A few days ago I tweeted an image that had already been doing the rounds on social media. It was taken from Cambridge University’s online Prevent Training course:
Please have a look at what Cambridge considers 'extremist'. Do you dare have a view on Palestine that is not the Israeli states'? From our 'Prevent Training' course. pic.twitter.com/peWHcnpIYx— Priyamvada Gopal (@PriyamvadaGopal) November 23, 2017
The University’s official twitter account swiftly issued a denial noting that that the ‘next slide’ ‘made clear’ that this was not the university’s view. Interestingly, it also took pains to note that the material was ‘externally-provided’:
The next slide in the externally-provided training makes clear this is not Cambridge's view. pic.twitter.com/oZ7mmNxc70— Cambridge University (@Cambridge_Uni) November 23, 2017
Shortly thereafter I also received a command from a senior administrator which instructed me to “immediately to make clear in your Twitter feed that the slide you have sent is a) is taken out of context, b) is not representative of the views of the University.”
My prefatory comments to the image were, undoubtedly, less precise than they might have been, if more ‘clear’ than the extraordinarily fudged ‘answers’ provided by the ‘next slide.’ I had suggested that the answer to all five questions was ‘Yes, these are all extremist views’. The vaunted ‘next slide,’ however, offers no such clarity at any level; indeed, it is a masterpiece of deliberate obfuscation: these positions may all be legitimate or not legitimate, we couldn’t say; all presented a risk of people being drawn into terrorism (including the UK government’s official position!). At issue are also ‘statements’ which may result in ‘intimidation’, ‘harassment’, or ‘threats of violence’ whether or not those statements actually call for intimidation, harassment or violence. The scope for institutional interpretation of what constitutes ‘extremism’ or is ‘legitimate’ is generous.
Mea culpa then. Allow me to rephrase my first tweet for precision making lavish use of the Twitter’s new character allowance:
Please have a look at what Cambridge considers may or may not be ‘legitimate’ in a deliberately misleading list which neatly sandwiches two highly specific positions on a long-running historical conflict between at least two highly discreditable and actually extremist ideological positions. Please note that the next slide makes clear that the University considers homophobia and support for Palestinian rights to be on par as possibly extremist, possibly legitimate but also possibly not.
I won’t comment on the neat shift in the two slides from a question about ‘extremism’ to an answer using the rhetoric of ‘legitimacy’: it’s neatly done. We know it’s perfectly possible to hold extremist positions ‘legitimately’, so in fact the training video does nothing to answer its own question, still less making the answer ‘clear’ as it has protested. The job, however, is done: planting in the trainee’s mind the idea that criticism of the Israeli state’s actions on the West bank and support for the rights of Palestinian people is not very far from xenophobia or homophobia. The UK government, no doubt, will be startled to learn that its official position—along with that of the United Nations—on the clear illegality of West bank settlements may or may not be legitimate. The list carries on, setting alongside such opposition to immigration and to marriage equality, ‘Criticism of wars in the Middle East’, ‘Belief in the Rise of Terrorism as a Result of Foreign Policy’ and, astonishingly enough, ‘Opposition to Prevent’ itself. This means, yes, that any of us who hold the last view or who, like many students and academics, have questioned military interventions in Iraq or Yemen are potentially ‘at risk’ individuals whose view ‘may or may not’ be ‘legitimate.’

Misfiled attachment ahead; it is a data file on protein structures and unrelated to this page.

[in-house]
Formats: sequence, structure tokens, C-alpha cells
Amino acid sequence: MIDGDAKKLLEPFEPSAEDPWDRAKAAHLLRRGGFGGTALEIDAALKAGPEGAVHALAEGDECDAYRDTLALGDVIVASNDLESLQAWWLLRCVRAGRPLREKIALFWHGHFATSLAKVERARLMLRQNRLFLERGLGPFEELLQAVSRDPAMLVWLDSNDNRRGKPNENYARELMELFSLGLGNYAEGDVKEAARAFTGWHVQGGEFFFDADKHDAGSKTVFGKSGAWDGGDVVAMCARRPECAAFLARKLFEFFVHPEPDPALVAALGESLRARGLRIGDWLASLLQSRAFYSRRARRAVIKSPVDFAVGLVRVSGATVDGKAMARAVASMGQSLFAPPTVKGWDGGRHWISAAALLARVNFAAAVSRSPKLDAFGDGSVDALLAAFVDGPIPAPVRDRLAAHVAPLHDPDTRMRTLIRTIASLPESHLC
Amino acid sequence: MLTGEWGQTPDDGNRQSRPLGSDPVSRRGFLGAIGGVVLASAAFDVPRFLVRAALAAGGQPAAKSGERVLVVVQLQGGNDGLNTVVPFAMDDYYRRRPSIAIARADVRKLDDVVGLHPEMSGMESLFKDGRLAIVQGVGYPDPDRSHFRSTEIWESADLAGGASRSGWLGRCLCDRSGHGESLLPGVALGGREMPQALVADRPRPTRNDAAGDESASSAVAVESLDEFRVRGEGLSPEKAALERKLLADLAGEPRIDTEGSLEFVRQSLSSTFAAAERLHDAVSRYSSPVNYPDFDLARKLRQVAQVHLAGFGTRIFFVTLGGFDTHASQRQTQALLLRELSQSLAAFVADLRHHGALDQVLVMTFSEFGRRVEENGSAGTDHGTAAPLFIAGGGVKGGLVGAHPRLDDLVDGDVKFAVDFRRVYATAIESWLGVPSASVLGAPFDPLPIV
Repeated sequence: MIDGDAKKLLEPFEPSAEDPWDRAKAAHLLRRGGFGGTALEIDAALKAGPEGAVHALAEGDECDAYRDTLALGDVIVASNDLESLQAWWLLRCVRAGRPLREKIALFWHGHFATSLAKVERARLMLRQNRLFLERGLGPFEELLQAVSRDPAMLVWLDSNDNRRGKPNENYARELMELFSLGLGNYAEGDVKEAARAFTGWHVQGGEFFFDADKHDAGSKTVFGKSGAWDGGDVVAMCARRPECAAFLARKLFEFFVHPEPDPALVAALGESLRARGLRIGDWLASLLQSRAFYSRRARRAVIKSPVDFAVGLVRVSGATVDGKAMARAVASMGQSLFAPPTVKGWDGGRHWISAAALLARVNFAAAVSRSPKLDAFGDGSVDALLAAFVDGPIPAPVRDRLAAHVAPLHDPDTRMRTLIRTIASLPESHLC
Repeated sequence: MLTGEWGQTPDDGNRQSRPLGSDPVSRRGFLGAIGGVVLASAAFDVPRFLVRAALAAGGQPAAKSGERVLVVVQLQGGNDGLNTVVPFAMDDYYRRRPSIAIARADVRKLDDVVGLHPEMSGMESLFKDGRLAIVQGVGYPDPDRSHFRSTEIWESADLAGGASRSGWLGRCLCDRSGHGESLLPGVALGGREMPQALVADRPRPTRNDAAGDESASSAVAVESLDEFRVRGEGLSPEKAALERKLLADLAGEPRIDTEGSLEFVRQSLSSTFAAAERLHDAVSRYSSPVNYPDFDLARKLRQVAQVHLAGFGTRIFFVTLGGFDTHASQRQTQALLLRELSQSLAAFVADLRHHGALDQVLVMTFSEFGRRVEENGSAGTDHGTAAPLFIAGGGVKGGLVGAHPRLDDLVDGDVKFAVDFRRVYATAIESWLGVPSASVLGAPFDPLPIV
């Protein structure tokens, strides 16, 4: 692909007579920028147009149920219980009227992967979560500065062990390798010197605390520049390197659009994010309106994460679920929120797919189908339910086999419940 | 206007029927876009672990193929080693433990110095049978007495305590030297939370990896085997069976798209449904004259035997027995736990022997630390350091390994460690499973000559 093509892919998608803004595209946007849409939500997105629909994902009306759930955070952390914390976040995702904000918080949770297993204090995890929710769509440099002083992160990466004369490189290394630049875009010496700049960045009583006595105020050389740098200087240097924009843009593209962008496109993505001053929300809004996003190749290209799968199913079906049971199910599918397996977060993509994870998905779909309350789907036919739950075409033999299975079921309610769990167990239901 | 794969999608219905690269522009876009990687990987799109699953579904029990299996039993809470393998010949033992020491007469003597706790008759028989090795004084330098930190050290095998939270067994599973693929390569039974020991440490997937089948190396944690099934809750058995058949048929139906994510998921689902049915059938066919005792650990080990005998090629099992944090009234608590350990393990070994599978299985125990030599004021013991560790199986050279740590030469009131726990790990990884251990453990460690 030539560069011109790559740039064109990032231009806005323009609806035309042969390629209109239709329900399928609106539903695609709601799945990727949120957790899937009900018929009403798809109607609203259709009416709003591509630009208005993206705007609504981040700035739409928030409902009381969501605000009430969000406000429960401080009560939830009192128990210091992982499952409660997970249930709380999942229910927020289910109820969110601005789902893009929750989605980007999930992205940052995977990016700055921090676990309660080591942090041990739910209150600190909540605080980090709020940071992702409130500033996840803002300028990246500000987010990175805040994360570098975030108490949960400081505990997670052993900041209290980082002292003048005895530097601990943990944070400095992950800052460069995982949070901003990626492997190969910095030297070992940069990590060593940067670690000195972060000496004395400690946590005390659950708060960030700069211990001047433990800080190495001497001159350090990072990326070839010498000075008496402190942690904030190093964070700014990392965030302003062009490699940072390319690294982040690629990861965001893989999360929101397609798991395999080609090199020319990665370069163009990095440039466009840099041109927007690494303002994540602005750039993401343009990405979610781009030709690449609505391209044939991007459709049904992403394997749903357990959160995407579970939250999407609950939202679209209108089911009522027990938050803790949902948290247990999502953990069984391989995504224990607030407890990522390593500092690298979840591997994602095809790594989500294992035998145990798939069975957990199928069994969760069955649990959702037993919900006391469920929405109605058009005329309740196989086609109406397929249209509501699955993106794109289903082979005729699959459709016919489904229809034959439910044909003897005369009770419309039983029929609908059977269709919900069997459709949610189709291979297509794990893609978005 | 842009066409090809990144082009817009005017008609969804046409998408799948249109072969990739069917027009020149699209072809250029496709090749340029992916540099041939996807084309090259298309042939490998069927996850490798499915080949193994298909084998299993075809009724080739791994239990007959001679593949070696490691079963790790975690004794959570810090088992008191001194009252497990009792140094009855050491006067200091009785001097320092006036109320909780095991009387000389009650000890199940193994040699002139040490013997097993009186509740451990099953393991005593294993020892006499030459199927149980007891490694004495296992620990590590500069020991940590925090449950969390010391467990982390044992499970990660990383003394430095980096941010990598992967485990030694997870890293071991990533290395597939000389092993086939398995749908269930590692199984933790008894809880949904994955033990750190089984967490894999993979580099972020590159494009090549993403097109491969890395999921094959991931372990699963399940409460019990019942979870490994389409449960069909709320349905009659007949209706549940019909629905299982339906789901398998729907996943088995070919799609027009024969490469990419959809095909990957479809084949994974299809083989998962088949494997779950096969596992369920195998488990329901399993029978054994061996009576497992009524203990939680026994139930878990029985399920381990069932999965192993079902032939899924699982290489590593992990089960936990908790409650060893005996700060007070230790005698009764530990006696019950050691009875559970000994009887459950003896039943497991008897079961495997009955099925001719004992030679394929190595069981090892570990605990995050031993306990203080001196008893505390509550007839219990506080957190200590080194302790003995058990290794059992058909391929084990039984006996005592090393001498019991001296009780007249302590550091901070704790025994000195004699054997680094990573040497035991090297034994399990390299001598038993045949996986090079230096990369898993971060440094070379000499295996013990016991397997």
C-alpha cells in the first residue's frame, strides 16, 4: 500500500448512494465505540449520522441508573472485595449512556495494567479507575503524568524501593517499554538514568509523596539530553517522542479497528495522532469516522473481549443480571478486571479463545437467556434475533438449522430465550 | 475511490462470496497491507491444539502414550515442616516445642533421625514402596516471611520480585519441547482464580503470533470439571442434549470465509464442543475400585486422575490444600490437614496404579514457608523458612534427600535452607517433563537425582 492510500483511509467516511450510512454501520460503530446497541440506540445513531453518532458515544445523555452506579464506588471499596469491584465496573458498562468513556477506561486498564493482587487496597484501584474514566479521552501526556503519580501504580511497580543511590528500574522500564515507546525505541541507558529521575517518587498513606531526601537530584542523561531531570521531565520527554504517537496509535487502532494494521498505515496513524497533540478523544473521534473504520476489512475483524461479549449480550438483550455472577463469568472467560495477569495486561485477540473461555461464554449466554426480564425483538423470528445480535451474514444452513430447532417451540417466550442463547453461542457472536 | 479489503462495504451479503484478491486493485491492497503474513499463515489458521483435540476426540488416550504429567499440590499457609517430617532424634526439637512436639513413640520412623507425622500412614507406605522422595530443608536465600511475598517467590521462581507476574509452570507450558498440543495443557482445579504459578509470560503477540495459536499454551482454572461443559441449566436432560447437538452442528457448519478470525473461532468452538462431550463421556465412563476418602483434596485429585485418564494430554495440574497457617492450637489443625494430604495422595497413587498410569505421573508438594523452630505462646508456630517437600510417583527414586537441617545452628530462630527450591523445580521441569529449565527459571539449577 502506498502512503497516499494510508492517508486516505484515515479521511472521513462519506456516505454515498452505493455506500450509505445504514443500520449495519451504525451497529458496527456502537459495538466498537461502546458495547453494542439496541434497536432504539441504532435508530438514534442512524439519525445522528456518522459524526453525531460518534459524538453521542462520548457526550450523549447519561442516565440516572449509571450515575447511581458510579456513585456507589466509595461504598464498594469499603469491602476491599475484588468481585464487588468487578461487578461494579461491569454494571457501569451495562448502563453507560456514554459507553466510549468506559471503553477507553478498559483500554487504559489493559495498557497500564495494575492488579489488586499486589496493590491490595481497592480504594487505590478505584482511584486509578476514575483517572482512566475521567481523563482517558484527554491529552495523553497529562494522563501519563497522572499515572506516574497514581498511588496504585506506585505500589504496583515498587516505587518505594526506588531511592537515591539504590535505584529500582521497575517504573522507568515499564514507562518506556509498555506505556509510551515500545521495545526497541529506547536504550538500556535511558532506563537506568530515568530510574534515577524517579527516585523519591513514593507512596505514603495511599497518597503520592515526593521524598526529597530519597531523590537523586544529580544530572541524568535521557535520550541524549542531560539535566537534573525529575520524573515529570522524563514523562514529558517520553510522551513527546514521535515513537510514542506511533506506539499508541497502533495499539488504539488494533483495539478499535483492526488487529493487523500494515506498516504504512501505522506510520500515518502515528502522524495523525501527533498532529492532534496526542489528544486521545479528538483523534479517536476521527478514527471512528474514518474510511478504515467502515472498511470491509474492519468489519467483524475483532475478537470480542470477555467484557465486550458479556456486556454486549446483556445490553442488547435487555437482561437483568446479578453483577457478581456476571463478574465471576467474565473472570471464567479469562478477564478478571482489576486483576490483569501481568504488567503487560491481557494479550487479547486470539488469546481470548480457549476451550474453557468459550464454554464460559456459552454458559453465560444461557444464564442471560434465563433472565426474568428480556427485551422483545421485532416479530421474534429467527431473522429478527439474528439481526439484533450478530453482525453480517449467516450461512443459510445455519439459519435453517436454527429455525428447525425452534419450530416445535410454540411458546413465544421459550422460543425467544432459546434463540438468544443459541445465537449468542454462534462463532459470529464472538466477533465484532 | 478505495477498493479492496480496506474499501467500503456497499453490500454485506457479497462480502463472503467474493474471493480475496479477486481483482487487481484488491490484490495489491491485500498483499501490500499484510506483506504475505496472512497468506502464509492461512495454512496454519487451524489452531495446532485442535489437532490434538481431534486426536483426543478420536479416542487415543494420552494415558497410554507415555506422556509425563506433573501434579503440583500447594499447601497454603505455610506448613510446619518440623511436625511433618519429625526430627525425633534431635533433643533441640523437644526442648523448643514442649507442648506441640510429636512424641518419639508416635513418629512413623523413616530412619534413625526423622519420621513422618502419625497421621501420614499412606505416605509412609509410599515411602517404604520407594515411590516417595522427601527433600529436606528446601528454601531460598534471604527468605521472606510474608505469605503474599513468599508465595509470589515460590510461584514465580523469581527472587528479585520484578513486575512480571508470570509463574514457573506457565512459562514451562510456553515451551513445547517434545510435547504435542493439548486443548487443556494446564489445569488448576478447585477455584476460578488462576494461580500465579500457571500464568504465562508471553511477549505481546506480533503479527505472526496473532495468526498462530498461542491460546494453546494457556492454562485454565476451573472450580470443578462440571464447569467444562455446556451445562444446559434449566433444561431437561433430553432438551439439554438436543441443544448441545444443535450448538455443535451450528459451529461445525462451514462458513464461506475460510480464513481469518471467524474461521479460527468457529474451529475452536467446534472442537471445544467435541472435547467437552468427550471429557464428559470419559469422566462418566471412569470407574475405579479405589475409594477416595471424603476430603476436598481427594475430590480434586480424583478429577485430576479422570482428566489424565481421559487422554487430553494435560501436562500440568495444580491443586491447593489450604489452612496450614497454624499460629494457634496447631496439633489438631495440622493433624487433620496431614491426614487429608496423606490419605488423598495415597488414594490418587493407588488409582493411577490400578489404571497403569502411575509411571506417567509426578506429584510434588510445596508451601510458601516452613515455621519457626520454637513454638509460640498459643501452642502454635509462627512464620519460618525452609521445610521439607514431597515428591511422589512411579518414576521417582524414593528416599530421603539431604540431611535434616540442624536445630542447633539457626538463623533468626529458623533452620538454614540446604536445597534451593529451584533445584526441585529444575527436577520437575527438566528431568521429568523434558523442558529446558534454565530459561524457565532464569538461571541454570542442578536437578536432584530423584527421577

At Cambridge’s Faculty of English, we take particular care to teach our students the skills of ‘Practical Criticism’ or ‘Close Reading’; indeed, many would regard this as Cambridge English’s core principle. It’s not rocket science but it presumes that even the most untrained undergraduate understands that all texts functions in more subtle ways than immediately meets the eye. This means that when I present my first years with a passage where a writer offers a series of assertions, they don’t simply and mechanically gloss each assertion in turn in isolation from the others. ‘Listing’ is a rather basic literary technique where each item in the list casts light on the other in relation to itself; the list itself is weighted with meaning such that each single sentence or noun only makes sense in relation to the other. Additionally, our students read contextually: they must ask why a particular set of assertions or ideas are set beside each other in a text they read, what historical factors shape a text such that a particular set of claims—why these and not others?—emerges as it does. In this light, the reader of even average capability can ask and answer the question of how and why the very specific question of West bank settlements is set next to a very general set of attitudes towards immigrants (why not ask about ‘belief in white superiority’) or ‘gay marriage’ (the correct term is ‘marriage equality’). They would also, I hope, ask what a ‘trick question’ is as a genre—what is it meant to do? Does it allow for ideas to be implanted while not taking responsibility for a clear answer? Does it allow the author to have it both ways, effecting guilt by association without making explicit claims?